An IdP ultimately provides similar functionality as an SSO, but in a more standardized way that allows applications and authentication services to limit the protocols they support. This means that there is no need for custom authentication schemes that need to be supported, limiting your attack exposures by adhering to known and trusted protocols.
Why do IdPs matter in content services?
Modern content services platforms are not the rigid, monolithic application suites of a decade ago. They are designed to be open, integrated and extensible to give you the flexibility to use the technology in ways that best fit the needs of your various users. This means that your users may no longer be consuming content services from the same single interface. Perhaps they are simply using enterprise search from inside their CRM application, or perhaps they are using an application you custom-configured for them that combines several content services like capture and workflow with third-party systems like ERP and cloud sharing.
Componentization of your IT architecture offers a lot of benefits, but can also add complexity, and this is where IdPs offer several advantages:
A Standard Authentication Experience
One benefit of an IdP is that it establishes a standard authentication experience across multiple applications and systems. Your users can know what to expect and what to do to log into all your applications. Their experience is not dictated by each application.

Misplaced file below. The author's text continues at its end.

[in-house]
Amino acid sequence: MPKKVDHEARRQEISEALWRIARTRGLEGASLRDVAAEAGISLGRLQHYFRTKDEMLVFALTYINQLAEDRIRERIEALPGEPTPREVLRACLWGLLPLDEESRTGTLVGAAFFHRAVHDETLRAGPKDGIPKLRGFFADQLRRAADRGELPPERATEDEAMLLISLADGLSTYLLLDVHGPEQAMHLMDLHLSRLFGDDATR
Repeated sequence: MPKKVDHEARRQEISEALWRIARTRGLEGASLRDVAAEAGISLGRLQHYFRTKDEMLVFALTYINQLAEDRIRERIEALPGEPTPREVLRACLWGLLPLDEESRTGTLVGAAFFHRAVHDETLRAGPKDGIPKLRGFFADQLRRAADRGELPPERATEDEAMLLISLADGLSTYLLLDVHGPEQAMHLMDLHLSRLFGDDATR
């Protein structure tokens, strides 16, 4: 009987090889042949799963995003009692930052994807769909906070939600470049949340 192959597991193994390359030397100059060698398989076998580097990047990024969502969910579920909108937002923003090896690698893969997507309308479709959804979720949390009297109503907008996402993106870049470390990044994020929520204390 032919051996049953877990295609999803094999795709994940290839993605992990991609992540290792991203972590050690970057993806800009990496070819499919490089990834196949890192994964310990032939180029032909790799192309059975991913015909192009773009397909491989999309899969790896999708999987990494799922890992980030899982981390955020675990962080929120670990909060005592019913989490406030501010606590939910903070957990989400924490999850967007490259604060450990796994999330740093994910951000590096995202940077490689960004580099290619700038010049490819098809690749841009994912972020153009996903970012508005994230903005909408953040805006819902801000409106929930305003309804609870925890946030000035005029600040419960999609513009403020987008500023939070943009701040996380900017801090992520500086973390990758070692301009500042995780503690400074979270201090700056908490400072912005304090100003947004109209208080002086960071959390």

This has security implications as well – if your users come across a login screen that is different from the standard screen in any way, their degree of suspicion should increase.
A Standards-Based Authentication Experience
The other benefit of an IdP is that by using open standards, it becomes easy for applications to integrate into the shared authentication experience. Your IT department does not need to develop independent authentication code for internal applications, and solutions you purchase or subscribe to can easily integrate with the IdP.
Automated Authentication Experience
As noted before, IdP can also provide SSO service to enable secure authentication into multiple applications, giving your users a more seamless user experience so they can focus on being productive.
The growing demand for IdP functionality is just one example that underscores the importance of continued innovation in content services. Legacy ECM systems are quickly falling behind in their ability to support infrastructure modernization initiatives and in meeting the evolving expectations of your users and customers.
This is why it is critical that content services vendors continue to innovate the core elements of their platforms to meet modern demands. Continued investment in Identity and Access Management (which includes IdP) is essential because it not only helps improve your user and developer experience, but also provides IdP capabilities that help your organization meet modern security and compliance requirements.
When considering investing in a new content or process management platform, choose one that uses standard IdP protocols like OAuth2 or OpenID Connect. This will allow you to easily federate to your existing authentication solution, be it an internal Active Directory-based solution or an external hosted solution such as Okta or Ping Federate. This will ensure seamless integration with your existing authentication experience to allow your users to access their new solutions.